By the next day other Tory MPs had entered the running: Theresa May (Home Secretary), Stephen Crabb (Work and Pensions Secretary); Liam Fox (former Defence Secretary); and Andrea Leadsom (Energy). The interesting point about this leadership election is that, regardless of a fairly decisive election victory for the Tories in 2015, the candidates are forced to treat the defeat of Cameron’s Remain campaign as a verdict by the electorate on his government. Consequently the main contenders have been keen to promote their own ‘ordinariness’ as against the ruling Old Etonian elite. Yes, they are not Old Etonians, but they are all representative, whatever they pretend, of the privileged upper middle classes who have benefited so well and for so long from inequality and the attack on Britain’s poorest people. Mr May is a banker; Leadsom’s family is connected to offshore banking and tax havens; Crabb is a right-wing Christian who voted against gay marriage; Fox is an ex-minister with a history of dodgy dealing for which he was sacked. ‘Ordinary’ they are not.

With a flash of enlightenment Gove opined:

‘The referendum showed in stark relief that there are two Britains: those who can reap the benefits of globalisation and those who are flotsam and jetsam in its powerful flows of global capital and free labour. For millions, the dream of home ownership is receding and wages are stagnating. For millions this is not a brave new world but an uncertain new world.’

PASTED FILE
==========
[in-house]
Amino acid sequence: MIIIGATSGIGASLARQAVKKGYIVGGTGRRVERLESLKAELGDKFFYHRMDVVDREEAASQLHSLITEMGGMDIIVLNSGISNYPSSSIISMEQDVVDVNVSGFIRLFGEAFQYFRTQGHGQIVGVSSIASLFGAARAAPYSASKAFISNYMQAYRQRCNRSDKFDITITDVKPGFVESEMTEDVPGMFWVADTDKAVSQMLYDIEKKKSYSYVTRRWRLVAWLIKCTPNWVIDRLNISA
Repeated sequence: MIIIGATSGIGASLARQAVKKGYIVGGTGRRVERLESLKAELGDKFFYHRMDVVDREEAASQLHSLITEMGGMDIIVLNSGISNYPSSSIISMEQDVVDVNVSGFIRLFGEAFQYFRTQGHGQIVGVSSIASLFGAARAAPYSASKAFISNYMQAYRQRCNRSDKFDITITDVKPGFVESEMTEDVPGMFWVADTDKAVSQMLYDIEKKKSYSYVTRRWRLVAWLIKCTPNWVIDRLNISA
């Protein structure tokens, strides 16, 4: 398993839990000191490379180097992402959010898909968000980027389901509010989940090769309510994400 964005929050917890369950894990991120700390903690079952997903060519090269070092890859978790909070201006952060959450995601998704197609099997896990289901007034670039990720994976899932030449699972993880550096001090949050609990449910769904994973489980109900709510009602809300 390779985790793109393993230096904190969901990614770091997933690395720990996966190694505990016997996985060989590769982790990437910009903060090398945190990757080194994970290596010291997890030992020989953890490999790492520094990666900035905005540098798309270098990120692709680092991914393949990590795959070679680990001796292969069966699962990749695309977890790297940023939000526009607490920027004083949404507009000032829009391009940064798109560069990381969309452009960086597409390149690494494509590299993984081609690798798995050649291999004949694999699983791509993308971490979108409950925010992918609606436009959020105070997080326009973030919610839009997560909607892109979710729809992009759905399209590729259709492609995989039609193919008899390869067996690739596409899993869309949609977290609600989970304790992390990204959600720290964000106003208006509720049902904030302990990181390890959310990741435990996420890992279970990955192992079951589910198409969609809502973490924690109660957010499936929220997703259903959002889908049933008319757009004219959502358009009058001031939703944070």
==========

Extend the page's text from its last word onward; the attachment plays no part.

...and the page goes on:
You would not think that this hypocrite is a minister in the government that impoverished millions and a close bosom friend of Chancellor Osborne and media tycoon Rupert Murdoch. Similarly, Theresa May appeared at her launch meeting dressed head-to-foot in tartan and described the insecurities and injustices facing working class families:

‘If you’re from an ordinary, working-class family, life is just much harder than many people in politics realise. You have a job, but you don’t always have job security. You have your own home, but you worry about mortgage rates going up. You can just about manage, but you worry about the cost of living and the quality of the local school, because there’s no other choice for you.

Frankly, not everybody in Westminster understands what it’s like to live like this. And some need to be told that what the Government does isn’t a game, it’s a serious business that has real consequences for people’s lives. I will set out more detailed proposals in the coming weeks, but for today I want to be clear: under my leadership, the motives of the Conservative Party will never be in any doubt.’